Binge-Watching: A Suspenseful, Emotional, Habit
Communication Research Reports
Binge-watching, simultaneously treated as both guilty pleasure and legitimate health concern in popular press and academic discussions, is a pervasive media behavior. Yet distinguishing it from other ways of television viewing remains elusive in communication research. The present study employs empirically supported variables to determine if different outcome expectancies are relevant to the frequency of binge-watching as contrasted with appointment viewing of television through the lens of the model of media attendance. Survey results (N = 797) of a college student and representative adult sample reveal that binge-watching is motivated in large part by the behavior already being an entrenched habit among viewers, while suspense and anticipation associated with content and motivation to use viewing to regulate one’s emotions are also significant antecedents. Conversely, more frequent appointment viewing of television viewing was driven by viewing efficacy and older age.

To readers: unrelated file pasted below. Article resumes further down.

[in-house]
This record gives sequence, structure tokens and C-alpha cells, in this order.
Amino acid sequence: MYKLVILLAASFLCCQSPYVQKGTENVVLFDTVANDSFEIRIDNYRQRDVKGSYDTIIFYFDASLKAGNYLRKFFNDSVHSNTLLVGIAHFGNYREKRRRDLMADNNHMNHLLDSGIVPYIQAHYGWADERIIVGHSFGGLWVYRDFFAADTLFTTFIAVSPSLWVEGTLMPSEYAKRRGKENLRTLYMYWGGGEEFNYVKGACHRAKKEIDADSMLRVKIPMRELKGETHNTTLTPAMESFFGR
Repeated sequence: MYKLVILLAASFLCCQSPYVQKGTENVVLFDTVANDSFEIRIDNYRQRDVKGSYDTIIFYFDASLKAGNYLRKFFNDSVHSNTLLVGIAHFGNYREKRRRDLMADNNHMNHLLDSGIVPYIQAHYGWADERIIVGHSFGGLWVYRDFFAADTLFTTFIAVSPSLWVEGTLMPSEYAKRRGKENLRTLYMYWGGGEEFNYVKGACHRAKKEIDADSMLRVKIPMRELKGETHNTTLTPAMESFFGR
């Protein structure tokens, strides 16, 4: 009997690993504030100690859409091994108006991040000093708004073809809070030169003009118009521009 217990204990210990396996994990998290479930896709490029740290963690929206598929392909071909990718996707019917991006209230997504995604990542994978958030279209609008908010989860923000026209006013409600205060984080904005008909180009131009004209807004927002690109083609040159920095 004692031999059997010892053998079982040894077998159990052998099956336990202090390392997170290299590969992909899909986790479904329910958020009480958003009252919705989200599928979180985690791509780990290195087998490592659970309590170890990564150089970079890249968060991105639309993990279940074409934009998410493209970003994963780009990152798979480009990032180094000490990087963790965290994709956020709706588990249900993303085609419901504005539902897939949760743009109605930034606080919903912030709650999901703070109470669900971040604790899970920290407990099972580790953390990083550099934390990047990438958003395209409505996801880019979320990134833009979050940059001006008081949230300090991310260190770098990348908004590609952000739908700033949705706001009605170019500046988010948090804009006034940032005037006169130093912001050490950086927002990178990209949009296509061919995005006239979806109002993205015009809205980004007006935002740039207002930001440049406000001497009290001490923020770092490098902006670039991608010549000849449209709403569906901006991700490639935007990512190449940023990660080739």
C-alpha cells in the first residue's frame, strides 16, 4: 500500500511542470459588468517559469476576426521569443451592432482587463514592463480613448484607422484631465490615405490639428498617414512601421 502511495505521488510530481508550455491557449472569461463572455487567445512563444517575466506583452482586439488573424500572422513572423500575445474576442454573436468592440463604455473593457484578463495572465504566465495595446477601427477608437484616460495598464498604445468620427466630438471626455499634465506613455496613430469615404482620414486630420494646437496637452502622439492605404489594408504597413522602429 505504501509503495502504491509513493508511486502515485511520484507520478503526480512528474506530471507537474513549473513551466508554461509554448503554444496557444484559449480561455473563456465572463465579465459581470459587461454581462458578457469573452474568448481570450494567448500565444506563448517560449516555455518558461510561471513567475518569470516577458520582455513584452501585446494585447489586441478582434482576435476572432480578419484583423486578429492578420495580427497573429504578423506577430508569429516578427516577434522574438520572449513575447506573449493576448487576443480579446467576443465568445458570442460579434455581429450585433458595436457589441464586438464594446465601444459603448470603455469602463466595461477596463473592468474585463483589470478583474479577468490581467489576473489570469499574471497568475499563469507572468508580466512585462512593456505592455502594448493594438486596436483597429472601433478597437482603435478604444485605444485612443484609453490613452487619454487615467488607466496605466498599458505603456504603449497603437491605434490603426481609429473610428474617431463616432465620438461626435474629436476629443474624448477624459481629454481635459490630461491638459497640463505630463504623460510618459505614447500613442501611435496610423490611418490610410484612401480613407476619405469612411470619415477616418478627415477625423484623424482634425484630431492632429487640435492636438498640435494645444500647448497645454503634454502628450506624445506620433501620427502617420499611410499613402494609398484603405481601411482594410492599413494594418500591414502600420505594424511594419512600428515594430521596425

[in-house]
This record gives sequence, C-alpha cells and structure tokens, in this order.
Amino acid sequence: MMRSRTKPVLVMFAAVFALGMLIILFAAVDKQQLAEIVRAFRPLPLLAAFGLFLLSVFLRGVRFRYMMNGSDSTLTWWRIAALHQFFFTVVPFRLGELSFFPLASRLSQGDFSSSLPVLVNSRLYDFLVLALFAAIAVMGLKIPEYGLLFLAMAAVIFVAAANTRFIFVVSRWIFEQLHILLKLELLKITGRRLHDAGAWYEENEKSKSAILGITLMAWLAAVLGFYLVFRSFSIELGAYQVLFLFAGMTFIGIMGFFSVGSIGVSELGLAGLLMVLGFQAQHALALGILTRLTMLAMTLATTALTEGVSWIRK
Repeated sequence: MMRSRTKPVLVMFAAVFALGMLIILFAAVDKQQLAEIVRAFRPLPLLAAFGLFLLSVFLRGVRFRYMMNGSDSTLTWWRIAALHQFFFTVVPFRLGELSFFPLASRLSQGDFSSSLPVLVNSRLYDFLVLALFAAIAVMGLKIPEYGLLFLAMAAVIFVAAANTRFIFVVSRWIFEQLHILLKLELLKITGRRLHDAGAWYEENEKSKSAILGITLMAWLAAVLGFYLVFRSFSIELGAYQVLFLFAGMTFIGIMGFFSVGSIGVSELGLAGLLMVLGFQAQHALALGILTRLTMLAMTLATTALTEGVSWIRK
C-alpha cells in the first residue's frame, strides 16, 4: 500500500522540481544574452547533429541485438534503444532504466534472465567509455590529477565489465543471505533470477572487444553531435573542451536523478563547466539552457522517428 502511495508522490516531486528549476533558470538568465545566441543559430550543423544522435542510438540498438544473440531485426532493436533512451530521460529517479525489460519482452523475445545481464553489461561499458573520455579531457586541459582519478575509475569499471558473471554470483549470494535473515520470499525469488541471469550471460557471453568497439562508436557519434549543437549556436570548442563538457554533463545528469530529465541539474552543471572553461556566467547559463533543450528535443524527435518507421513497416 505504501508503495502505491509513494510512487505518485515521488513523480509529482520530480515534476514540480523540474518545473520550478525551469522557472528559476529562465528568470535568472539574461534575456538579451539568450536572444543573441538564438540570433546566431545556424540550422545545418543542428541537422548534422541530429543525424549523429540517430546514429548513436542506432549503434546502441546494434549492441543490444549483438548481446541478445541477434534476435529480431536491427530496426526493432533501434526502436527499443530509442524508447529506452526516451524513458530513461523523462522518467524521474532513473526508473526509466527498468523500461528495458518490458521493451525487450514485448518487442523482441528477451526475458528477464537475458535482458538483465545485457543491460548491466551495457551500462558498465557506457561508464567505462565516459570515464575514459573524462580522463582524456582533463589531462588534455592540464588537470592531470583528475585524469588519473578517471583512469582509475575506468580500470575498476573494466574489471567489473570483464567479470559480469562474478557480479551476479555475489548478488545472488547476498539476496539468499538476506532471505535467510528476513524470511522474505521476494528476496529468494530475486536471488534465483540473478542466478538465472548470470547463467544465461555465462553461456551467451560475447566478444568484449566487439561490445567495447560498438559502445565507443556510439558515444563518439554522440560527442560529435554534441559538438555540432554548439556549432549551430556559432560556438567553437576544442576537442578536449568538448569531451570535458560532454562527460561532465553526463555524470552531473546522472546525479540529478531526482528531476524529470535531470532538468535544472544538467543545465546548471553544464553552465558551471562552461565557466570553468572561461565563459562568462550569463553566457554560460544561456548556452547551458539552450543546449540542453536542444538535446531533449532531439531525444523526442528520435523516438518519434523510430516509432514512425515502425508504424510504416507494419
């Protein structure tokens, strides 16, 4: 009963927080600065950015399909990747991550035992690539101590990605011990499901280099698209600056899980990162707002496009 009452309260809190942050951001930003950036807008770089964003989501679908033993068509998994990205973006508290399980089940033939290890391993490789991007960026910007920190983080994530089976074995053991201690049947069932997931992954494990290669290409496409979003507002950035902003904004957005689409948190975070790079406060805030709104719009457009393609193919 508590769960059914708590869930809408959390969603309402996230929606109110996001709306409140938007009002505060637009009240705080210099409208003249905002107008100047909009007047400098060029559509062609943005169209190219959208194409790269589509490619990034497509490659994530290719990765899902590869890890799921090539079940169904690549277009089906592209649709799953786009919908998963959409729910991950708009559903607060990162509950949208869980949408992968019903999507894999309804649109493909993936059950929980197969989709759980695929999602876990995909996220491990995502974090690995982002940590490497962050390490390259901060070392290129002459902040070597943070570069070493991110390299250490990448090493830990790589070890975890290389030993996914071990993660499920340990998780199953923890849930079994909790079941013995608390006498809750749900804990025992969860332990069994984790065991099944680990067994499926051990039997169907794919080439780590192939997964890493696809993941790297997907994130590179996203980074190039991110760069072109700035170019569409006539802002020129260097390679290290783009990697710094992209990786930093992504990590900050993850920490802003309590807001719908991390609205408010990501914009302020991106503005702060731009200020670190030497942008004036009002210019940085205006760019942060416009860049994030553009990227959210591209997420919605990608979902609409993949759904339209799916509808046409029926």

This is an Author’s Accepted Manuscript of an article published in Communication Research Reports October 3rd, 2018, available online: http://www.tandfonline.com/10.1080/08824096.2018.1525346
Rubenking, Bridget and Bracken, Cheryl Campanella, "Binge-Watching: A Suspenseful, Emotional, Habit" (2018). Communication Faculty Publications. 67.